It Then by Danielle Collobert
Reading notes by S. D. Stewart
Text is divided into three parts: (1) introduction of the body; trapped, isolation, orientation of the body within its container, ‘this restricted space’; somewhat recalls the experience of the creature in Beckett’s novel The Unnamable; (2) frustration at ‘useless waiting for healing’; ‘awaiting a word-cure’; (3) application of ‘word-cure’; transposing body into text, experience into words, culminating in the text (It then — migrated / transcribed).
The writing of the body, description of the visceral process of writing about (often painful) experiences, committing them to the page, these experiences of the body, the physicality of this process, and the incompatibility of fitting words to experience:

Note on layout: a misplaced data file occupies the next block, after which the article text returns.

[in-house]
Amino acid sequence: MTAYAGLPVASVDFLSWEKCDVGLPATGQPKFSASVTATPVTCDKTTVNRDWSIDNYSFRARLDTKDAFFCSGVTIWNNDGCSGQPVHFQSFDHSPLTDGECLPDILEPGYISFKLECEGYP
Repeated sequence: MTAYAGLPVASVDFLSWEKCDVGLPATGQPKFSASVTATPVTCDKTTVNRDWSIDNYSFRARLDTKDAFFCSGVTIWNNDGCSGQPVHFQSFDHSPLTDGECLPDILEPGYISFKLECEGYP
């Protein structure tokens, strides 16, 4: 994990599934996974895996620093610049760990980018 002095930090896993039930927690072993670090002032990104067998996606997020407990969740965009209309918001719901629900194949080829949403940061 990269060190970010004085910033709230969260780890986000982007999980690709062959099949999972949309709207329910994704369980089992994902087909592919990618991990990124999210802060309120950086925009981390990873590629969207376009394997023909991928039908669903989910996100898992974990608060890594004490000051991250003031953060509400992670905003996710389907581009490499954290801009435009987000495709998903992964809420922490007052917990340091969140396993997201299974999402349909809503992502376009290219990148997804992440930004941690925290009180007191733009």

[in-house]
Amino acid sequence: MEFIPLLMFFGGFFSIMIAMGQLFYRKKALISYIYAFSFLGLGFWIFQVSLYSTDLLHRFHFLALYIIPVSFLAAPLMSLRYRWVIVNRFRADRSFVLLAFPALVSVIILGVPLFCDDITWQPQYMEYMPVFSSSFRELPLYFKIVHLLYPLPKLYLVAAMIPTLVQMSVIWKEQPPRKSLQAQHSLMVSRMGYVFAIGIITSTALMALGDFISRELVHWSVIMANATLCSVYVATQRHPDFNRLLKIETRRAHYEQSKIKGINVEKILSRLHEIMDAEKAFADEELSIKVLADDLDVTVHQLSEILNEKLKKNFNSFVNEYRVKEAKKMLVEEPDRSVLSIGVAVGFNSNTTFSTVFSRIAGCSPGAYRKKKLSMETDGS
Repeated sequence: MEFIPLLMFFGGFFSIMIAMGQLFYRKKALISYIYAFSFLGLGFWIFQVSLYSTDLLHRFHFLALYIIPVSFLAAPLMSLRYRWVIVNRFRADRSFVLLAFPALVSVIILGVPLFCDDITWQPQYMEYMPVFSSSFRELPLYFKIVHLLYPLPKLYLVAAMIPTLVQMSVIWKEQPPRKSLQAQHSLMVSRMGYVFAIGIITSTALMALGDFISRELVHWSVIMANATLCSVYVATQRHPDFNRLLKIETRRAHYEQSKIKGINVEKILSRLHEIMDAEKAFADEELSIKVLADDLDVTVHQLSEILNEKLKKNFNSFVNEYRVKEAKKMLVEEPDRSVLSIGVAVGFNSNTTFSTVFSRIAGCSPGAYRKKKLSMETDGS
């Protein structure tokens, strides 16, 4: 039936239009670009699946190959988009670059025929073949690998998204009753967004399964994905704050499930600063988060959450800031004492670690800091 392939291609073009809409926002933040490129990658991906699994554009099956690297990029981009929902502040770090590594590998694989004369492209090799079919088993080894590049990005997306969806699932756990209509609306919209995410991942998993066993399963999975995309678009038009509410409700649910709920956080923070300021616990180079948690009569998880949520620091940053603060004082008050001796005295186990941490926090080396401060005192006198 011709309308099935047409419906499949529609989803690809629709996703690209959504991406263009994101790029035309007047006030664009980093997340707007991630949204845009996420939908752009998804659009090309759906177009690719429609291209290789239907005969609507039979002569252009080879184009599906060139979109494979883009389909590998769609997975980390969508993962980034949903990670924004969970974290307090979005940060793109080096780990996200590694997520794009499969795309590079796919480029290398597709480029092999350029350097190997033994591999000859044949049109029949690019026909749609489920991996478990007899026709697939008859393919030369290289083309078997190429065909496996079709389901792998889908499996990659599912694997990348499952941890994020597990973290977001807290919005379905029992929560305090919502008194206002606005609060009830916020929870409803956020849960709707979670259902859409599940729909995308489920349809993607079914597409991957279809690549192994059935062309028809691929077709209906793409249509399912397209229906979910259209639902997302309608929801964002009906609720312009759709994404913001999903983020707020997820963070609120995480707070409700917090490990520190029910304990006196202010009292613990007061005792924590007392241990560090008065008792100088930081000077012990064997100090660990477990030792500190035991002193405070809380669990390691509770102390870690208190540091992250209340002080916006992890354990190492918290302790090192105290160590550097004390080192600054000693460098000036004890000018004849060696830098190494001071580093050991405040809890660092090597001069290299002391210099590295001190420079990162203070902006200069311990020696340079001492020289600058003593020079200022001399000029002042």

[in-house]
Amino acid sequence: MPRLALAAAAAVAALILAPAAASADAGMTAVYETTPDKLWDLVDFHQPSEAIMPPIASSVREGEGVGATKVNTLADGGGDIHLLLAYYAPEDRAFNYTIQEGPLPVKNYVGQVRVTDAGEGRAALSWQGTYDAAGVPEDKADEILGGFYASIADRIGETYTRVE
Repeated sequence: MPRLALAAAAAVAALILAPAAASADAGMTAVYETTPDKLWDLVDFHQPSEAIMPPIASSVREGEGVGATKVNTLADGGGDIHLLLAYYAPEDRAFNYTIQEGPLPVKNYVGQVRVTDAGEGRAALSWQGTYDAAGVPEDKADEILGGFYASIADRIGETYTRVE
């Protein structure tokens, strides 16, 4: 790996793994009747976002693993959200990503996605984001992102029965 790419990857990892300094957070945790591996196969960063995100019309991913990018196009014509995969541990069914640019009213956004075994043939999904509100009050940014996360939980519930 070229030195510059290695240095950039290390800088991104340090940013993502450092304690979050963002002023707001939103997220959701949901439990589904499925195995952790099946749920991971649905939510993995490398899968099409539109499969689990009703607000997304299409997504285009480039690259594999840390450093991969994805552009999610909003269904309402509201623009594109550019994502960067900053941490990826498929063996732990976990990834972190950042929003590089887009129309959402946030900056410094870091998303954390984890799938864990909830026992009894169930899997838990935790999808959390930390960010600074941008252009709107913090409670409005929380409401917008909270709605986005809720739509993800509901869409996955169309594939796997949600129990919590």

‘sometimes — a form
contradiction — to glide the body into word — trading
from blood to drawing
But also how the body cannot explain itself without words:
traded for articulation
‘a container of identity’
‘a place then — to dream up a place where identity happens’
‘It then — its breath — the story of words — the written
object — its rhythm — how it means to beat in speech — to
melt words to recognize there the edge of a body perhaps’
Collobert has a way of writing around experiences, of leaving the heart of them untold, but instead circling around them and probing at their edges. Implicit horror and violence pervade the text, and yet the use of the impersonal pronoun ‘it’ leaves a certain distance between the reader and the text, allowing one to touch the edges of the isolation and pain without fully absorbing it. A remarkable feat, and one which is reflective of the best that poetry can offer us.